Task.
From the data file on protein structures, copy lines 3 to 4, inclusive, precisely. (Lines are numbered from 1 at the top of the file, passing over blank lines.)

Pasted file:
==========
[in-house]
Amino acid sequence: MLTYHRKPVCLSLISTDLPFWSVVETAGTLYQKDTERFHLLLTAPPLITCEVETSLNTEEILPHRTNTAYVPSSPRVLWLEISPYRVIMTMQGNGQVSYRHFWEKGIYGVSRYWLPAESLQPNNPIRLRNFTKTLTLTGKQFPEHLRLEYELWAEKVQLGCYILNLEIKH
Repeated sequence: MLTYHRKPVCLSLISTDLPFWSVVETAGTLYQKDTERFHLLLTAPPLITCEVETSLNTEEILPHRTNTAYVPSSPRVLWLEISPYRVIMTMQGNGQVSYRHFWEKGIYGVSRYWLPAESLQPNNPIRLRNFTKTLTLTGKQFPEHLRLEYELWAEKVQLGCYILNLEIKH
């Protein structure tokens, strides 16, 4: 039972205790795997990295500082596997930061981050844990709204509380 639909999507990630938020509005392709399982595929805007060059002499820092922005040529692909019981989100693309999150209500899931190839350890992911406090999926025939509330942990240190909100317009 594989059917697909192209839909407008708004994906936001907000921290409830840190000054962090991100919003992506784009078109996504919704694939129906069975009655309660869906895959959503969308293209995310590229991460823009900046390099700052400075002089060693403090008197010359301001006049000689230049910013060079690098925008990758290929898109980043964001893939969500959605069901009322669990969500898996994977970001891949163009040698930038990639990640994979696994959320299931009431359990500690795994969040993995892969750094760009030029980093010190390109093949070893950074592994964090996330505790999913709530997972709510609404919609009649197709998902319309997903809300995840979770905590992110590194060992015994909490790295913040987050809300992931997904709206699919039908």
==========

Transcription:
Repeated sequence: MLTYHRKPVCLSLISTDLPFWSVVETAGTLYQKDTERFHLLLTAPPLITCEVETSLNTEEILPHRTNTAYVPSSPRVLWLEISPYRVIMTMQGNGQVSYRHFWEKGIYGVSRYWLPAESLQPNNPIRLRNFTKTLTLTGKQFPEHLRLEYELWAEKVQLGCYILNLEIKH
């Protein structure tokens, strides 16, 4: 039972205790795997990295500082596997930061981050844990709204509380 639909999507990630938020509005392709399982595929805007060059002499820092922005040529692909019981989100693309999150209500899931190839350890992911406090999926025939509330942990240190909100317009 594989059917697909192209839909407008708004994906936001907000921290409830840190000054962090991100919003992506784009078109996504919704694939129906069975009655309660869906895959959503969308293209995310590229991460823009900046390099700052400075002089060693403090008197010359301001006049000689230049910013060079690098925008990758290929898109980043964001893939969500959605069901009322669990969500898996994977970001891949163009040698930038990639990640994979696994959320299931009431359990500690795994969040993995892969750094760009030029980093010190390109093949070893950074592994964090996330505790999913709530997972709510609404919609009649197709998902319309997903809300995840979770905590992110590194060992015994909490790295913040987050809300992931997904709206699919039908």